Wednesday, April 3, 2013

Whole Brain Teaching Glasses

Have you discovered your whole brain teaching glasses? I realised I had my pair on when I recently attended a professional development day on spelling. The presenter was fantastic, and the information shared was both encouraging and challenging. At no stage did the presenter talk about whole brain teaching or any other form of whole brain approach. What did happen was that I was seeing things differently because of my new whole brain teaching glasses. I don't recall exactly when I got them, but I think it has been a gradual process over time and now they are firmly in place. 
I first realised my glasses were on when I started relating things that were happening to my knowledge of how the brain learns. The presenter was vibrant and enthusiastic about the topic. Ah! she got me, and my prefrontal cortex had decided to buy into what she was saying and my visual cortex was watching her move around the front of the room with ease and my Wernicke's area was involved in comprehending what was happening. My limbic system was engaged as I was enjoying the session. Before long we were sharing thoughts with a partner and now my Broca's area was involved as I talked my thoughts about spelling. Next thing I know we are doing an acitivity and moving around and now my motor cortex was involved.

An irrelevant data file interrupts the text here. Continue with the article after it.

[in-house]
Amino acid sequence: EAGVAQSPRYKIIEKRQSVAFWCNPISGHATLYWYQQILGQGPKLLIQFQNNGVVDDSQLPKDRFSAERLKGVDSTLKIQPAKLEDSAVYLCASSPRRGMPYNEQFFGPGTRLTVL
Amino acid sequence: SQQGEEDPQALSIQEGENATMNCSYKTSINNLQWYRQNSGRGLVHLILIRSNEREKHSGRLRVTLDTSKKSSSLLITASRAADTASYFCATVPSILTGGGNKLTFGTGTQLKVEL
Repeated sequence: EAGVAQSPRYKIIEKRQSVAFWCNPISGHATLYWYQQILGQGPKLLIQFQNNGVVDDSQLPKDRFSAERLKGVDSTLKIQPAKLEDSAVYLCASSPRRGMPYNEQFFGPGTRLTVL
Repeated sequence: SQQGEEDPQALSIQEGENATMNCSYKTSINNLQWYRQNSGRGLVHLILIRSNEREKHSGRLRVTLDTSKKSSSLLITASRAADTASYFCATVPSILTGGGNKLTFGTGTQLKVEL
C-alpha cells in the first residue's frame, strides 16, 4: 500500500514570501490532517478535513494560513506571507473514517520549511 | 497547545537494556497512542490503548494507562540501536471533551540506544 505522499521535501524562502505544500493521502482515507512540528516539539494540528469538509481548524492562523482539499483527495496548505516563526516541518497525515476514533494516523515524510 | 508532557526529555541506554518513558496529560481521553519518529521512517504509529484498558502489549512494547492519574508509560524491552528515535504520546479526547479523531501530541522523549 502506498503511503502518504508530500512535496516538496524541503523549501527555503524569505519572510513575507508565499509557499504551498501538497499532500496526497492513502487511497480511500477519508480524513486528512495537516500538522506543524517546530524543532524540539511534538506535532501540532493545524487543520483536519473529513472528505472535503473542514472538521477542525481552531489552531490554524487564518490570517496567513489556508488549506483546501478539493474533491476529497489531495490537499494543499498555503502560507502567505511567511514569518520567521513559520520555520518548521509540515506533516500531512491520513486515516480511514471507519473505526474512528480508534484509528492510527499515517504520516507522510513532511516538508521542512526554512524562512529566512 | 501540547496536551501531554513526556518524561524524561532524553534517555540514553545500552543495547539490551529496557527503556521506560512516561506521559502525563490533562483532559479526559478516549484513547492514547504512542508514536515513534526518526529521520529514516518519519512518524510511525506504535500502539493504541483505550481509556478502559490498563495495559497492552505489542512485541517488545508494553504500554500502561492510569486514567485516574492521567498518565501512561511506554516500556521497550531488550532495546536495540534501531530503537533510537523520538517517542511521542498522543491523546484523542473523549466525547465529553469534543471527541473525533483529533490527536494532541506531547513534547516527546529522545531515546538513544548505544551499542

Learning about the brain and how it works in relation to learning has helped put those glasses on. This new knowledge and my new whole brain teaching glasses helped me get the most out of the day. The thing that really helped put those glasses on was particpating in an Action Research Course on Whole Brain Teaching. As part of this course we had to read the text "How the Brain Learns," by David Sousa. This book helped me put theory behind what I am doing and helped it all become more meaningful. My new glasses helped me look forward and think of new ways to work on spelling that will be more challenging and engaging for the students I teach.

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